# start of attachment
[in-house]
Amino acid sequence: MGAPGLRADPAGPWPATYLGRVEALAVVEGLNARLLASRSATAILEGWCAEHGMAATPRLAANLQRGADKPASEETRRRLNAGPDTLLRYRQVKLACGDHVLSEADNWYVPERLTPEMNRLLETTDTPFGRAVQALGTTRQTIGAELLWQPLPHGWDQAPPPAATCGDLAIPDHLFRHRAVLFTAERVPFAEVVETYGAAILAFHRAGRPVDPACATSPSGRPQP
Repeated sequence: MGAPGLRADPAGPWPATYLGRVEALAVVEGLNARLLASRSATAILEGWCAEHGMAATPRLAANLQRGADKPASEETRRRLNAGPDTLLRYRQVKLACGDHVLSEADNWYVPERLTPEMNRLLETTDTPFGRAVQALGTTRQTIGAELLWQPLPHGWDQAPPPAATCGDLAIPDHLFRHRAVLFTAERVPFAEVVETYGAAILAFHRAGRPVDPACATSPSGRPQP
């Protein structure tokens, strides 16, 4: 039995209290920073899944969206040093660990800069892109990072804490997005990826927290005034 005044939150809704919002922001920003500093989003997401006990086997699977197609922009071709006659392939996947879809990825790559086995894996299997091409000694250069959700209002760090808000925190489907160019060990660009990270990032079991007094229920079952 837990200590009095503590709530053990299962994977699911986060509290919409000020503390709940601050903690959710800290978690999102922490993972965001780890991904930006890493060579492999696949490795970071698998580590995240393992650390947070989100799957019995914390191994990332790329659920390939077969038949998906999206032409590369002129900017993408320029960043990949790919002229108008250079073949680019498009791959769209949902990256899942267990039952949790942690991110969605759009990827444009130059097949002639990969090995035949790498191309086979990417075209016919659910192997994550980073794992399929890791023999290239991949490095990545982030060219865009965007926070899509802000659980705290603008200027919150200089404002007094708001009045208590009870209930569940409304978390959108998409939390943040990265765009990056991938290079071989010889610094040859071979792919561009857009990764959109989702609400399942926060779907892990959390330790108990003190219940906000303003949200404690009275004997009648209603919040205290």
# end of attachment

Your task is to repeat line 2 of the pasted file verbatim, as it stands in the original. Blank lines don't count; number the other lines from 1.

Amino acid sequence: MGAPGLRADPAGPWPATYLGRVEALAVVEGLNARLLASRSATAILEGWCAEHGMAATPRLAANLQRGADKPASEETRRRLNAGPDTLLRYRQVKLACGDHVLSEADNWYVPERLTPEMNRLLETTDTPFGRAVQALGTTRQTIGAELLWQPLPHGWDQAPPPAATCGDLAIPDHLFRHRAVLFTAERVPFAEVVETYGAAILAFHRAGRPVDPACATSPSGRPQP